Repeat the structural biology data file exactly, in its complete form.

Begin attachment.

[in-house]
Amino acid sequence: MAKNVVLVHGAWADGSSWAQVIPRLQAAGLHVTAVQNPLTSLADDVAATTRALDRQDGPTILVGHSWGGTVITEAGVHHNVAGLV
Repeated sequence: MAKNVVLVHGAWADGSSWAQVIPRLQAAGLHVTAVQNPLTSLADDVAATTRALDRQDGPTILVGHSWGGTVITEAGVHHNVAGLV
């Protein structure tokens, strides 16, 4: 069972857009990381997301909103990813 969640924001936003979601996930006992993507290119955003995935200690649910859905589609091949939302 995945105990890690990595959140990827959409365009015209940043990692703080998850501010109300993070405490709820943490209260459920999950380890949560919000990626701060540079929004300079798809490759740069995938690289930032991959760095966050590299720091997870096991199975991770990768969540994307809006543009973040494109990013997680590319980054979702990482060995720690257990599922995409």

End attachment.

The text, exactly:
[in-house]
Amino acid sequence: MAKNVVLVHGAWADGSSWAQVIPRLQAAGLHVTAVQNPLTSLADDVAATTRALDRQDGPTILVGHSWGGTVITEAGVHHNVAGLV
Repeated sequence: MAKNVVLVHGAWADGSSWAQVIPRLQAAGLHVTAVQNPLTSLADDVAATTRALDRQDGPTILVGHSWGGTVITEAGVHHNVAGLV
């Protein structure tokens, strides 16, 4: 069972857009990381997301909103990813 969640924001936003979601996930006992993507290119955003995935200690649910859905589609091949939302 995945105990890690990595959140990827959409365009015209940043990692703080998850501010109300993070405490709820943490209260459920999950380890949560919000990626701060540079929004300079798809490759740069995938690289930032991959760095966050590299720091997870096991199975991770990768969540994307809006543009973040494109990013997680590319980054979702990482060995720690257990599922995409």